Thinking tools for moving across boundaries BIBAFull-Text 29
  Sarah Tinker Perrault; Susan Verba; Sumayyah Ahmed; Prerna Dudani; Yohei Kato
An interdisciplinary team (from Design, Community Development, Computer Science, and Rhetoric & Writing) created an interactive, updateable timeline showing the Evolution of Participatory Practices (EPP) in five disciplines over 50 years; the team members also documented and reflected on their own participatory practices. This Experience Report describes how the EPP timeline was created and what the team learned about interdisciplinary work in the process. It offers insights that may help other interdisciplinary groups overcome communication differences ranging from the simple (different vocabularies), to the complex (different definitions of shared terms), to the nearly invisible (the powerful, tacit epistemological assumptions underlying each discipline) by conceptualizing the work process in terms of an interdisciplinary rationality island and seeing the timeline as a boundary object. It also describes how making the process itself an object of study ensured that the reflective work necessary to effective teamwork got done.
Effective user experience in online technical communication courses: employing multiple methods within organizational contexts to assess usability BIBAFull-Text 30
  Marjorie Rush Hovde
In teaching online technical communication courses, shaping an electronic interface requires extensive consideration of the user experience, both for students and for faculty members who design and teach the courses. Technical communication faculty members should provide strong examples of effective user experiences and should be leaders in making the interfaces of online learning management systems as usable as possible.
   Principles of usability designed for general web sites may or may not apply to learning management systems designed for educational purposes. In order to create effective online technical communication courses, one needs to consider both usability concerns and pedagogical concerns.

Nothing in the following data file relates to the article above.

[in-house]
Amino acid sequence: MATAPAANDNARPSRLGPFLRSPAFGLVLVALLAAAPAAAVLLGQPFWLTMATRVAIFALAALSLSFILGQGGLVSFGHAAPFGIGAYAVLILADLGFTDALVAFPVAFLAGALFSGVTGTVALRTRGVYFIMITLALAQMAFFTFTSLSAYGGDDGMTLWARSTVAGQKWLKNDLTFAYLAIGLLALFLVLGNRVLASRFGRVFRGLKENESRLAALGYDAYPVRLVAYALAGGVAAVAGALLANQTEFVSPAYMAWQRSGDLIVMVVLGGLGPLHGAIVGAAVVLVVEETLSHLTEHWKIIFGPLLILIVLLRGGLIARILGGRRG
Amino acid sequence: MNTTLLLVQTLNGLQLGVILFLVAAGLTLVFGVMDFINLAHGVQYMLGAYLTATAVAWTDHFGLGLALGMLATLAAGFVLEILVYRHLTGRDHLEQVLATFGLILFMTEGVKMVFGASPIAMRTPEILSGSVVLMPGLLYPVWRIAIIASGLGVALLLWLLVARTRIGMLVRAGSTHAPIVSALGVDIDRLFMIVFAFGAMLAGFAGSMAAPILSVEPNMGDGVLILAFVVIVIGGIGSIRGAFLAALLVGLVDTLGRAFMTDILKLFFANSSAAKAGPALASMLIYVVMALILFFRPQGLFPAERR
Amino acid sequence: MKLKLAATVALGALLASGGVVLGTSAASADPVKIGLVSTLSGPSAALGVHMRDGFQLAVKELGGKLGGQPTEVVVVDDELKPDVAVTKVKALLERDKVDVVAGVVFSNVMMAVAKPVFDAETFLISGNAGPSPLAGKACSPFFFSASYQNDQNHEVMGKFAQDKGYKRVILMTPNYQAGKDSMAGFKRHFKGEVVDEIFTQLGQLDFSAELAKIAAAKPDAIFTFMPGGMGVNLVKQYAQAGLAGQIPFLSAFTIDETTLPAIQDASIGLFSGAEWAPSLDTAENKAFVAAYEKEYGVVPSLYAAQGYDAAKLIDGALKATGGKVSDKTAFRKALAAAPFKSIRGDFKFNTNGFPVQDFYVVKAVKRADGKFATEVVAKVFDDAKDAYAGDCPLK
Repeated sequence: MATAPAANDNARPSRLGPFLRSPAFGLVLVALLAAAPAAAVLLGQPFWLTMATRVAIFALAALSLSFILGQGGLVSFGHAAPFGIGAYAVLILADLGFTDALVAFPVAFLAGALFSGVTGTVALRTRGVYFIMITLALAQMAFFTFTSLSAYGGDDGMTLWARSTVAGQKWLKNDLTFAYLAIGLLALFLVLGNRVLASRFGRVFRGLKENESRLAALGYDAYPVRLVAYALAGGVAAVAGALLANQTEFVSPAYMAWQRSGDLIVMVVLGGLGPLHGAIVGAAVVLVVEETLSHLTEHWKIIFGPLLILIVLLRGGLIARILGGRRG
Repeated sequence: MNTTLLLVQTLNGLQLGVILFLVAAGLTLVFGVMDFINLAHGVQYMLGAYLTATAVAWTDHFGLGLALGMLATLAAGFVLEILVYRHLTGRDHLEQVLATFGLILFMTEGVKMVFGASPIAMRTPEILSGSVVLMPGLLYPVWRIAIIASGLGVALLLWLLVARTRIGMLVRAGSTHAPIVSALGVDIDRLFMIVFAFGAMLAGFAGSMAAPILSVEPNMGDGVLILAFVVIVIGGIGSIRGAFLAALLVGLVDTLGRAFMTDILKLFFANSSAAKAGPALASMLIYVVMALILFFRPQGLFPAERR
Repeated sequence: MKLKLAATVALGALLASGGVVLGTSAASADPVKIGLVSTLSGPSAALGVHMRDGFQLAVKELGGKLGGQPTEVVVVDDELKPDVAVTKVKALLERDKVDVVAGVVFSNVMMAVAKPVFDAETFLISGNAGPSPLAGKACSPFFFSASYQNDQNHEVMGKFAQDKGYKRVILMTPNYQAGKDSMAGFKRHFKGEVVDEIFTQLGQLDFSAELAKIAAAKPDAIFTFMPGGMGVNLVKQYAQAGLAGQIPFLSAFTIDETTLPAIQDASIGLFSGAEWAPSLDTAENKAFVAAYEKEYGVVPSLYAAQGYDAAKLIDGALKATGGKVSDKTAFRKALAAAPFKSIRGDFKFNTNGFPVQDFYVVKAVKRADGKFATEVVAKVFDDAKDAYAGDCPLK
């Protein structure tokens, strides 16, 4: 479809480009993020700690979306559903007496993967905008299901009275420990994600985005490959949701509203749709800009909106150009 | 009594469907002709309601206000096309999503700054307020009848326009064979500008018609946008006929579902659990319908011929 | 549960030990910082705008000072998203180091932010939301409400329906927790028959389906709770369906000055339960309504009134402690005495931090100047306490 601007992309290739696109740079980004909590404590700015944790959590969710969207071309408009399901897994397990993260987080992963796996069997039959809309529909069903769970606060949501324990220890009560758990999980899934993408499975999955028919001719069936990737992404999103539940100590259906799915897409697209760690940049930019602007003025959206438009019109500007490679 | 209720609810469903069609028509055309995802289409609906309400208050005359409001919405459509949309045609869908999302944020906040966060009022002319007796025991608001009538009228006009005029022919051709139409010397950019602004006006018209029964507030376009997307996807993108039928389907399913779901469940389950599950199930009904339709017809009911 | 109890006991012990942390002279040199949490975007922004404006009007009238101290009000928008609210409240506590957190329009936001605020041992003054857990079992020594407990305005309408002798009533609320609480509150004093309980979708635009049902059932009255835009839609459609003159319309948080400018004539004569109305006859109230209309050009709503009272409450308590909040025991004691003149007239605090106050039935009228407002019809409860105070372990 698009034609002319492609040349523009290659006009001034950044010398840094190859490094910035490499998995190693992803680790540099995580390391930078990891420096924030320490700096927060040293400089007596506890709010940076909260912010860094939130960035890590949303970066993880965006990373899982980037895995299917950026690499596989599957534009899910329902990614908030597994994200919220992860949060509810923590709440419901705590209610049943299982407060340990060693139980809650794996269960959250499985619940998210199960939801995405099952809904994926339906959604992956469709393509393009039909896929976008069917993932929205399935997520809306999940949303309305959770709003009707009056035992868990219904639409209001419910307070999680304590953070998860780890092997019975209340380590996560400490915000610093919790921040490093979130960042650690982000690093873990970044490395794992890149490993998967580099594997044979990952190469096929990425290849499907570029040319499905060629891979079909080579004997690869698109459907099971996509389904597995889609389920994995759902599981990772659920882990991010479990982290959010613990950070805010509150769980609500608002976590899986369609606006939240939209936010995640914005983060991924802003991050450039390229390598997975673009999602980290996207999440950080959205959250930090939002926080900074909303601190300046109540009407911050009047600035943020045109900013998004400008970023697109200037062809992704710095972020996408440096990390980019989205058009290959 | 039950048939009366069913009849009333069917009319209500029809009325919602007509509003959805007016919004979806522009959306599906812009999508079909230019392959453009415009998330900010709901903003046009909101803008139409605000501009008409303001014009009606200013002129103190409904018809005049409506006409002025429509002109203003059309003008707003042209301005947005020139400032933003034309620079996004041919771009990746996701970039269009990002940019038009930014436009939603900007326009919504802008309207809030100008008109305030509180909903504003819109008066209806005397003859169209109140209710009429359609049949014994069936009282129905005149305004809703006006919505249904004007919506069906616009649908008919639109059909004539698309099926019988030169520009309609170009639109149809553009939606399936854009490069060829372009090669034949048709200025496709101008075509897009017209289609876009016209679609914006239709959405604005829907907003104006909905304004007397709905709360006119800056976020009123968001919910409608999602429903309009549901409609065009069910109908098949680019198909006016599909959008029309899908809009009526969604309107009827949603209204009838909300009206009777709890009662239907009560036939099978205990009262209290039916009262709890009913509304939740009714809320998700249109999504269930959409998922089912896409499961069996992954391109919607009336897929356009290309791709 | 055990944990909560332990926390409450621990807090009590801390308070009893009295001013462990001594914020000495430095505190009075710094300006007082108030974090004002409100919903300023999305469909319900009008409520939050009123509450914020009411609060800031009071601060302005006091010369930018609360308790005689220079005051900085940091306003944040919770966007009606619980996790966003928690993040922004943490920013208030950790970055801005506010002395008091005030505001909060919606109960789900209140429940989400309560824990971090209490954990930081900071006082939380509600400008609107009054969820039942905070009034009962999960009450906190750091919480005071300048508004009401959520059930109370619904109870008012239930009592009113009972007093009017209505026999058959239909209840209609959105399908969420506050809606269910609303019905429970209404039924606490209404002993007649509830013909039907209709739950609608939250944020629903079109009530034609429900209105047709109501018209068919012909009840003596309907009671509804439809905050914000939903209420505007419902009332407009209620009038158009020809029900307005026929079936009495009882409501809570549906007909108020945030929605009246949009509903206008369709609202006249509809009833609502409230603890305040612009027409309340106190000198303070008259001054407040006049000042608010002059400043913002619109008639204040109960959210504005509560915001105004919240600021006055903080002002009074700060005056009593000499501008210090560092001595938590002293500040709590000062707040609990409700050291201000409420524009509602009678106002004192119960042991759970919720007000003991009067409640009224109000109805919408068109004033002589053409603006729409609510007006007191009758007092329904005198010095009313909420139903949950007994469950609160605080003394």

To assess the usability and pedagogical effectiveness of online courses, faculty members may use indirect means such as heuristic analyses. In addition, they may use direct means such as usability testing, student feedback, and analytic tools. Each approach has advantages as well as limitations. Faculty members will gain the richest information through using multiple approaches.
   In assessing usability and pedagogical effectiveness, faculty members also need to consider the situational constraints and resources in their unique contexts. Understanding and adapting their approaches to use resources well and to work within constraints will benefit their abilities to enhance their student users' experiences with online courses.

Research papers

The obese body as interface: fat studies, medical data, and infographics BIBAFull-Text 31
  Marie Moeller
In a recent issue of CDQ, Aparicio and Costa (2014) present a discussion of the long history of data visualization, articulating that data visualization is, again, gaining in popularity and attention. Included in this discussion of data visualization is a subset of data visualization -- infographics. Such inclusion is apt, considering that Blythe, Lauer, and Curran (2014) found that infographics are one of the top 10 genres in which alumni of technical communication programs reported that they generate on the job site and within their own lives.